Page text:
Paralell/Concurrency Programming

1. Callback Pattern 2

Callback functions are derived from a programming paradigm known as functional programming. At a fundamental level, functional programming specifies the use of functions as arguments. Functional programming was—and still is, though to a much lesser extent today—seen as an esoteric technique of specially trained, master programmers.

Fortunately, the techniques of functional programming have been elucidated so that mere mortals like you and me can understand and use them with ease. One of the chief techniques in functional programming happens to be callback functions. As you will read shortly, implementing callback functions is as easy as passing regular variables as arguments. This technique is so simple that I wonder why it is mostly covered in advanced JavaScript topics.

[code lang="javascript"] function getN(){ return 10; }

var n = getN();

function getAsyncN(callback){ setTimeout(function(){ callback(10); }, 1000); }

function afterGetAsyncN(result){ var n = 10; console.log(n); }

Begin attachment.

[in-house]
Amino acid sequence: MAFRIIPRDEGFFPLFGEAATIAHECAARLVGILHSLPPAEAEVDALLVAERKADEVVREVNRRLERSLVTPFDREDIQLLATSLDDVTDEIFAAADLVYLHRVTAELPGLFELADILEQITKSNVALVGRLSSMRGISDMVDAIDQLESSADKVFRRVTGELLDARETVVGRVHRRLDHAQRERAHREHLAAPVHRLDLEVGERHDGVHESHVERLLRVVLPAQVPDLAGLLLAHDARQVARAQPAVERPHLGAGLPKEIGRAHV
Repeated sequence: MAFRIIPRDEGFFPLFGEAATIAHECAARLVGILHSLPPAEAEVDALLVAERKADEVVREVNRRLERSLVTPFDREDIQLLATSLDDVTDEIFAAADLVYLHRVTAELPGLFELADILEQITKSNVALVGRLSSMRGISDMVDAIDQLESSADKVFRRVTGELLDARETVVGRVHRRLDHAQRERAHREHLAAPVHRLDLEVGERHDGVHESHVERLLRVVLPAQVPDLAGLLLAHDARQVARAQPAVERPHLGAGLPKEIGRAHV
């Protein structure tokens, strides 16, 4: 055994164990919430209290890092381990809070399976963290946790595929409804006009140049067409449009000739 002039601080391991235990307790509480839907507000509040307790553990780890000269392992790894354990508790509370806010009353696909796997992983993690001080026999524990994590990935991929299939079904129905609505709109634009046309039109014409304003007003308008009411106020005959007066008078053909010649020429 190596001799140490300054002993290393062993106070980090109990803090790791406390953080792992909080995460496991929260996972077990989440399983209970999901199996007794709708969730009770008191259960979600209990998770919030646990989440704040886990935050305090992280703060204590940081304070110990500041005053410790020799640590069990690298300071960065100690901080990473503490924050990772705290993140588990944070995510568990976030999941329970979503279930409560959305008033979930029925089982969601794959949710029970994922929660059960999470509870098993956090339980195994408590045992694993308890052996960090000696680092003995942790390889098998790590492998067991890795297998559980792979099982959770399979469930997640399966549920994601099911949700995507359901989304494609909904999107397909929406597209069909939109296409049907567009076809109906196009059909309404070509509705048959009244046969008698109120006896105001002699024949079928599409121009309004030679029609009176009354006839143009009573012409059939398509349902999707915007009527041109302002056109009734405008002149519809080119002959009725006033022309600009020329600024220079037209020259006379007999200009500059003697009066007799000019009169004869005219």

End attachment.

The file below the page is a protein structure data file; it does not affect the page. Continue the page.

getAsyncN(afterGetAsyncN); [/code]

2. Promise Pattern 1 3

What is a promise?

The core idea behind promises is that a promise represents the result of an asynchronous operation.

A promise is in one of three different states:

Once a promise is fulfilled or rejected, it is immutable (i.e. it can never change again).

[code lang="javascript"] function aPromise(message){ return new Promise(function(fulfill, reject){ if(message == "success"){ fulfill("it is a success Promise"); } if(message == "fail"){ reject("it is a fail Promise"); } }); } [/code]


[code lang="javascript"] aPromise("success").then(function(successMessage){ console.log(successMessage) }, function(failMessage){ console.log(failMessage) }) // it is a success Promise [/code]

[code lang="javascript"] aPromise("fail").then(function(successMessage){ console.log(successMessage) }, function(failMessage){ console.log(failMessage) }) // it is a fail Promise [/code]